Spring.wmf (18300 bytes) Plant Physiology (Biology 327)  - Dr. Stephen G. Saupe;  College of St. Benedict/ St. John's University;  Biology Department; Collegeville, MN  56321; (320) 363 - 2782; (320) 363 - 3202, fax;    ssaupe@csbsju.edu

Spring Wildflowers - Some Notes

I.  Species in bloom

  1. Spring ephemerals - woodland species
  2. Open site species (weeds, prairies)
  3. Trees - pollinating
  4. Differ from Europe to North America (similar genera of trees/shrubs but different herbs; speculation that the European spring herb flora evolved from summer-dry Mediterranean species)

II.  Features of Spring Habitats

  1. Light - lots, no leaves on trees; after canopy closure, little light available
  2. Temperature - temperature gradient (cool below soil surface, warmer near forest floor and getting progressively cooler as go into canopy). May explain typical sequence of leafing out:  herbs → shrubs → trees
  3. Water - moister, still air near forest floor, greater availability for herbs; trees leaf out later, after adequate water supply insured
  4. Forests - some litter, not too wet, not too mineralized

III.  Characteristics of spring woodland plants

  1. perennials (some winter annuals like shepherd's purse and some annuals)
  2. bulbs, tubers, corms, rhizomes
  3. often poisonous - especially underground portions (e.g., Jack-in-the-pulpit - calcium oxalate crystals)
  4. usually shorter than summer plants, often rosettes
  5. leaves various - usually different than trees/shrubs in habitat, more similar to wetland species
  6. dissected leaves - decreases size of boundary layer → increase carbon dioxide uptake (adequate moisture so water loss isn't a major concern) more photosynthesis
  7. higher rate of photosynthesis than summer plants
  8. lots of rubisco
  9. light saturation point (about 1/2 full sun - spring ephemerals vs. 1/40 full sun for forest species later in summer)
  10. carbon dioxide compensation point (0.5 - 2% full sun spring vs.  0.1 - 0.5% forest)
  11. lots of nitrogen in leaves
  12. require cold to break winter bud dormancy
  13. require cold to stimulate flowering
  14. require cold to break seed dormancy and stimulate seed germination
  15. flowers often white (to be seen more easily against forest floor)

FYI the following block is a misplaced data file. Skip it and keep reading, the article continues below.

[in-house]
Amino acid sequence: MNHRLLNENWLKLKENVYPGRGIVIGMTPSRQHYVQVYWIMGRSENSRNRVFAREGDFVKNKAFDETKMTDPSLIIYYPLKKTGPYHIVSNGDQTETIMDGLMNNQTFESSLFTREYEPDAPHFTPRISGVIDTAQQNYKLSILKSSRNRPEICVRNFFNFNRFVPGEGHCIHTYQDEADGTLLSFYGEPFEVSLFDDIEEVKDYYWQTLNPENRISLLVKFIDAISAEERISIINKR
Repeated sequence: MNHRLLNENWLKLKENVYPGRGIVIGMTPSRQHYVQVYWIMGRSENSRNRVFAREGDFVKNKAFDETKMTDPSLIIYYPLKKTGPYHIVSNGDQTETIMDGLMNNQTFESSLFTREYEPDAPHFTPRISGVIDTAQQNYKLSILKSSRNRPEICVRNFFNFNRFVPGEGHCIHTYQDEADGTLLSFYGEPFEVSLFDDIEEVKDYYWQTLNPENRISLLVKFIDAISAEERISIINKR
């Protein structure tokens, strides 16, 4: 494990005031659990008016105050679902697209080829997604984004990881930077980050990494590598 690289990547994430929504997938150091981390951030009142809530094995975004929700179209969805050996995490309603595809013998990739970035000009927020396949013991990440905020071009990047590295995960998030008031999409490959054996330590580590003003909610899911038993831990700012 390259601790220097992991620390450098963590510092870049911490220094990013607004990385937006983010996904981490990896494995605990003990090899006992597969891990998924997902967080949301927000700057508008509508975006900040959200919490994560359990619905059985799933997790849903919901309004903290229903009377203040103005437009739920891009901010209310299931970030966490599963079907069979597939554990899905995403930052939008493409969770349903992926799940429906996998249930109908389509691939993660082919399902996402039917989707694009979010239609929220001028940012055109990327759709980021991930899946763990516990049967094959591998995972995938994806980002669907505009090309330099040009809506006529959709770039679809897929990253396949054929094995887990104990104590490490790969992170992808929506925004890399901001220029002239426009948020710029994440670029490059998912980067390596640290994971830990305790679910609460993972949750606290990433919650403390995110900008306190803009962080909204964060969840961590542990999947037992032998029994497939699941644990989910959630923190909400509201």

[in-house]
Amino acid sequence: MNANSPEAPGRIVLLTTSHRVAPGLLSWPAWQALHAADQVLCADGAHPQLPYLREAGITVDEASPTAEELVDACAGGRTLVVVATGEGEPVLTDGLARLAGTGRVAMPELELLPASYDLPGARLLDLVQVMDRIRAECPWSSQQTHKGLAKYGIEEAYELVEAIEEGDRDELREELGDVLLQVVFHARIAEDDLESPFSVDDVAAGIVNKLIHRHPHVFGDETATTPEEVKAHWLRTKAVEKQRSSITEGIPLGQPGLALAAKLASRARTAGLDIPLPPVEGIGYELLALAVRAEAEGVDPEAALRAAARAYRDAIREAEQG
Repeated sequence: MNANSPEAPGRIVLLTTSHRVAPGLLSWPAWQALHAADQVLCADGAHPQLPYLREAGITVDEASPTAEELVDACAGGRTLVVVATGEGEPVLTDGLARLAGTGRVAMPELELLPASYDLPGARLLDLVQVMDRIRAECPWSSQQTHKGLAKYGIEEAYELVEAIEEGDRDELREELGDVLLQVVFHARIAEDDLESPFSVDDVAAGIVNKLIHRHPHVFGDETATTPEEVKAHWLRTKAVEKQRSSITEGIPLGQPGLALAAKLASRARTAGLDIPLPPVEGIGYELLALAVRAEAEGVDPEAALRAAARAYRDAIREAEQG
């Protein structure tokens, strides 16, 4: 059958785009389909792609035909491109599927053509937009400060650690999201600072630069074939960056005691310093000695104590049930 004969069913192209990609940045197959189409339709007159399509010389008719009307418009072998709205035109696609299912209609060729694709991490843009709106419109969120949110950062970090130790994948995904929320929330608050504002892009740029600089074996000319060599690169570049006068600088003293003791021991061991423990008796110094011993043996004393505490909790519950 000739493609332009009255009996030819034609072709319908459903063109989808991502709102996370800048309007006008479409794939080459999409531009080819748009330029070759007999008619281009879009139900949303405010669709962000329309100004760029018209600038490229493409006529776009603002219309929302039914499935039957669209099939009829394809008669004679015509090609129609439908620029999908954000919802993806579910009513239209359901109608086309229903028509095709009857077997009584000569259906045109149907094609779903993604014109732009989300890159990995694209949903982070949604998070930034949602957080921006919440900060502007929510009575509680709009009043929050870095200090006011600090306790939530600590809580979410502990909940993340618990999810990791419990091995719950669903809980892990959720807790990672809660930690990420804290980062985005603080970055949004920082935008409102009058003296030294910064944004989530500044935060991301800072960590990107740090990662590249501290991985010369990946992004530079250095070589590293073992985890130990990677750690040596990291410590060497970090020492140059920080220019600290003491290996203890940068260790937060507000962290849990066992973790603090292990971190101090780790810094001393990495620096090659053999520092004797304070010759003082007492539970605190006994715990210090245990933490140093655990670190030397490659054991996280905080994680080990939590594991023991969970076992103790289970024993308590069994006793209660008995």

16. flowers often bowl-shaped (unspecialized, available to more types of pollinators which are generally limited in spring)
  17. many are self-compatible (to insure seed set)
  18. long bloom period (to be available for limited pollinators)
  19. less allocation to reproduction (more to vegetative parts)

IV.  Sites to find spring ephemerals

  1. extremely shady in summer (shade tolerance important determines species in forest - for example, sugar maple shade tolerant, many young ones in forests, suggests much of St. John's will become sugar maple in future; oaks - not shade tolerant, cannot grow well in own shade, thus need special techniques to propagate (shelterbelts).
  2. disturbed by grazing or other
  3. soil dry in summer

V.  Data collected

Table 1:  Fluence measured with a LiCor Quantum Radiometer
Date Site Light fluence ( μmolm-2s-1)
May 1, 2002 (clear, sunny day).  Trees have not yet leafed out Open area 1800
Deciduous forest (n. of Science Center parking lot) 500
Mixed Conifer/Deciduous forest (behind PENGL) 250

Conclusion:  Tree cover makes a significant difference in amount of light that reaches the forest floor

Table 2:  Temperature
Date/Site Height (cm) Temperature (C)
May 1, 2002 (clear, sunny day); Mixed conifer/deciduous forest behind PENGL; Trees have not yet leafed out 2 cm beneath surface 4
10 cm above forest floor 11.5
2 meters above forest floor 12

Conclusion:  The soil warms up more slowly than the air.  Air temperature is often warmest at the surface of the forest floor and gets cooler.  We detected little difference up to two meters.

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Last updated:  04/28/2009     � Copyright  by SG Saupe